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UI Design: How to choose a color scheme using one color

Color pairing and choosing ui color schemes is often a challenge. But in truth, most UI's don't need a ton of color. I pretty much design 80% of my apps with one single color. Maybe two if I want to go crazy.

If you're interested in learning my other super practical method for choosing perfectly balanced and matched color schemes and color pallets in your design app using just numbers check out this article and video.

To understand UI color schemes and color pairing a little better let's start off with the basics. Color theory revolves around the color wheel, this theory is a set of formulas that that have been proven to visually work harmoniously together. There are a few tried and true formulas that we can refer to to help ensure we're creating good color harmony within our color palettes and color schemes.

Color Wheel

Monochromatic color schemes use one hue with different saturation and brightness, so to create a monochromatic color scheme or palette, choose a single color or hue from the color wheel and change it's saturation or brightness for each of the other swatches


Analogous color schemes use colors that are next to each other on the color wheel
these can be warm colors like orange and yellow or cooler colors like blue and


Complimentary color schemes use colors that are on the opposite sides of the color wheel for instance, purple and yellow which is the color scheme we use for DesignerUp. Play around with the saturation and brightness to create more refined color palettes.


Split Complimentary color schemes use two colors that are on either side of it's

Split Complimentary

Triadic color schemes use three colors that are evenly spaced and
form a triangle on the color wheel.


Guidelines for choosing UI color palettes and schemes in your design app

The trick to simplifying colors for your UI designs is to start with a single primary color. Then using one of the above formulas you can select one or two supporting colors that have lighter or darker color variations by adjusting the saturation and brightness.

If you need a darker color variation you need to increase saturation and decrease brightness, so drag your color picker farther away from gray and closer to black.

If you need a lighter color variation you need to lower the saturation and increase the brightness, so drag your color picker closer to gray and farther away from black. It is possible to design an entire interface with one single color or hue so let's talk about how we can do that.

Once you have a few variations of your color you can start to apply them to elements and overlay them.

Here are a few rules to help you with applying them to your elements:


Colors should be scalable and additive within the larger scope of your user interface and design system, so it's a good idea to have multiple shades of grey and low saturated colors to work with. They could also have a systematic pattern which can be added to as the needs of the project or design system grows, in this case each hue has its own mini palette within it that can be expanded on when needed.

Tint your blacks and gray

Regardless of the primary color you choose to use, make sure to always tint your grays and blacks with a little hint of your brand color. Pure blacks and grays can be too harsh and appear amateur.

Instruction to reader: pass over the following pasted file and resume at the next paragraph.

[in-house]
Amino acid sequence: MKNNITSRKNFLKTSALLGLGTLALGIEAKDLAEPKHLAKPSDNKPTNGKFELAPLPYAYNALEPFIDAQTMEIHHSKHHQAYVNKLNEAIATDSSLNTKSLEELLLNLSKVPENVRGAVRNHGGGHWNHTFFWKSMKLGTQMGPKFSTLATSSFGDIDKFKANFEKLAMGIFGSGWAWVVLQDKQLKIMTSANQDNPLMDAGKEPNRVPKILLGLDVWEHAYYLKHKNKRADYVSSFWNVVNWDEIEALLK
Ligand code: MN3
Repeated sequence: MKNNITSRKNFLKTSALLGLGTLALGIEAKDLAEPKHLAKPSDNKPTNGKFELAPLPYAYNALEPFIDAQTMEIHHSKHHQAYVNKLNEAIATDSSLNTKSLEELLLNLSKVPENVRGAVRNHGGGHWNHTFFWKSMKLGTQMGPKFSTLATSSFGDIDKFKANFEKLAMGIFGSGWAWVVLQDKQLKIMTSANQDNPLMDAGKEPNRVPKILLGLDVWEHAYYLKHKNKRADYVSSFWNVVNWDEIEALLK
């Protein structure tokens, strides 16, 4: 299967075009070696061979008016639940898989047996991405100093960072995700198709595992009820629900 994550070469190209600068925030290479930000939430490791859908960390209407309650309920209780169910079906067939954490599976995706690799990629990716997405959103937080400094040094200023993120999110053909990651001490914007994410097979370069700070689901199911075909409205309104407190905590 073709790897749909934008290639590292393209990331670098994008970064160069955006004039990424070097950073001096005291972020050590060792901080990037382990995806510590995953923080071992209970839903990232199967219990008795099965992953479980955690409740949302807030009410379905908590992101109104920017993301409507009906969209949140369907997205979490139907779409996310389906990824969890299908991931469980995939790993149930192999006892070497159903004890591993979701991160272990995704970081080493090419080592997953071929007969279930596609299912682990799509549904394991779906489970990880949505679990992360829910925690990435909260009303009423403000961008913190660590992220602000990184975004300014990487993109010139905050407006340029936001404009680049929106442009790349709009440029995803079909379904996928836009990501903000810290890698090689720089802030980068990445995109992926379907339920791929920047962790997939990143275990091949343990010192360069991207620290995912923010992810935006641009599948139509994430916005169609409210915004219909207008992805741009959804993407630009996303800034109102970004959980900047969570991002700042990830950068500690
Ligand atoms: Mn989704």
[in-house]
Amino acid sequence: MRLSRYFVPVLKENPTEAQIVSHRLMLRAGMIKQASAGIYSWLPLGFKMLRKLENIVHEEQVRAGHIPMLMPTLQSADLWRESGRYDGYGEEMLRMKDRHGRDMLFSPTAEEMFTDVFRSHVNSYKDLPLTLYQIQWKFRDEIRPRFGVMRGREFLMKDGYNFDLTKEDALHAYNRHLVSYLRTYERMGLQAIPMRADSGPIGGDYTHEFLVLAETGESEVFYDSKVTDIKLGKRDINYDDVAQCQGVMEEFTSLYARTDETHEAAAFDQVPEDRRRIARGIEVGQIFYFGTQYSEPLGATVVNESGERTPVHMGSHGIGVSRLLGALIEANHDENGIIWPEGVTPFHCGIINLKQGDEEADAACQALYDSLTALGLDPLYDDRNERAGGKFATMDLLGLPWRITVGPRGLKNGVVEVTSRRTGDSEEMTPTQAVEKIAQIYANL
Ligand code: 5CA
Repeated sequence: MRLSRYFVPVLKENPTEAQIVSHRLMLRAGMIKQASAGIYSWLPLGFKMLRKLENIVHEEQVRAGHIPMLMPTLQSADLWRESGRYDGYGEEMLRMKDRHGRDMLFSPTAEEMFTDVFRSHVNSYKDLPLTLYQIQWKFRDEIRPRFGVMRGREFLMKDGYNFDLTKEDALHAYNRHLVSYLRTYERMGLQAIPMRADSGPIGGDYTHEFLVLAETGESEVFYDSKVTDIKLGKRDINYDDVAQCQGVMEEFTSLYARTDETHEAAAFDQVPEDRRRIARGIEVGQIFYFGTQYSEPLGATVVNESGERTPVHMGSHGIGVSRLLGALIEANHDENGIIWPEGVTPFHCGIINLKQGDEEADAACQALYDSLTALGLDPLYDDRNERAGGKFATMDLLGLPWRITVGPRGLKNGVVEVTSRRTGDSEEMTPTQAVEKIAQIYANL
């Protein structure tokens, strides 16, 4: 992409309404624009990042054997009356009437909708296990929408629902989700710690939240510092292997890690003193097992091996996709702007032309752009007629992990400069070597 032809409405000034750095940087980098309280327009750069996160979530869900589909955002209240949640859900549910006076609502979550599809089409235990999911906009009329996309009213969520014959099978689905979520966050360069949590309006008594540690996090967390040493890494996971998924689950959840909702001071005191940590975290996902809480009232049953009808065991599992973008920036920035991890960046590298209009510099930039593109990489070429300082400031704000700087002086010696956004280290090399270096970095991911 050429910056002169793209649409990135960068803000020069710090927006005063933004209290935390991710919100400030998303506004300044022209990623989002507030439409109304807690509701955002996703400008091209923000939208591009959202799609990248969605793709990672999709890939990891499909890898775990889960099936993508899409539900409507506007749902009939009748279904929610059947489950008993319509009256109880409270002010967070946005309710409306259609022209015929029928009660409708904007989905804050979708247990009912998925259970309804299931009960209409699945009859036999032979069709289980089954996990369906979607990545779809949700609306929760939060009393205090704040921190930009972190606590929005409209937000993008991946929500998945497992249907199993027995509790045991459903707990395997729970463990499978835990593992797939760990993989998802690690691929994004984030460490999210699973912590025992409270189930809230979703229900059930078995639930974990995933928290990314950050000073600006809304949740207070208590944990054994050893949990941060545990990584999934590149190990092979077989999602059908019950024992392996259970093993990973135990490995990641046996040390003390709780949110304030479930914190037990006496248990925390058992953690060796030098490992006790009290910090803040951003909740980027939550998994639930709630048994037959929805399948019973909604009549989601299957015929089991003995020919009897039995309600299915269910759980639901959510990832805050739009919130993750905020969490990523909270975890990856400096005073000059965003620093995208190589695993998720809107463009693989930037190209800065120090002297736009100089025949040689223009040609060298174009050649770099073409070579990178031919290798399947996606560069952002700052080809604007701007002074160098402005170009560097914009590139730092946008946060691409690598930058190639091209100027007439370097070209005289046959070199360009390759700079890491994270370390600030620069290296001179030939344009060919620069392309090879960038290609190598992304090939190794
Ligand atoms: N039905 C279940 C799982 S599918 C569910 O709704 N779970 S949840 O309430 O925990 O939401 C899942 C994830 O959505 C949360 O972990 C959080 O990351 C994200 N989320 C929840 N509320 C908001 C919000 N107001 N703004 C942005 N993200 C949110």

Even more important than the color you choose for your ui designs, is how much contrast is between those colors. Contrast is what leads to proper visual hierarchy and lets the eye know what to look at.  It's also a big part of ensuring
accessibility. For those that can't detect the subtleties from one color to
another, it's contrast that really matters. WCAG 2.0 refers to the standard set for
accessibility, each guideline has three conformance levels A, AA and
AAA, AA is widely considered the industry standard. Colorable is a
great tool for testing your text color contrast, you can mess around with
various colors and get a pass or fail based on contrast standards.

Steps for choosing your UI color palettes and color schemes

  1. Choose your base color first. This primary or dominant color of your UI is usually your brand color.
  2. Next, choose the swatches near your base color. Change only the saturation or
    brightness, leave the hue alone. These colors will support hover, active and focus states for the base color in actionable elements such as buttons links and form elements.
  3. Finally, choose your darkest color and a few different grays by dragging the saturation over to the gray side of the color slider.These swatches are most often used as accents or backgrounds to give visual weight to UI elements in both light and dark interfaces.

In this way one single hue; in this case blue, can be used to design an entire interface. You can apply this same concept using one of the other color theory formulas, making sure to reserve any secondary colors for specific actions or buttons and focusing on the main primary color as your anchor.

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Alert and notification colors

Thankfully, when it comes to some of the default UI elements, like alerts and notification bars, the following rules apply:

  • Red - used to indicate error, danger, wrong.
  • Green - used to indicate success saved or correct.
  • Yellow - used for temporary alert, caution, warnings.
  • Blue  - used for information.

There is a great article here that outlines a few other elements to consider when choosing UI color schemes such as data and charts. I've also done another video here on apply color schemes to map data.

If you need further help, one resource that I recommend for starting you off is this can help with generating harmonious color palettes and color schemes for your UI when needed.

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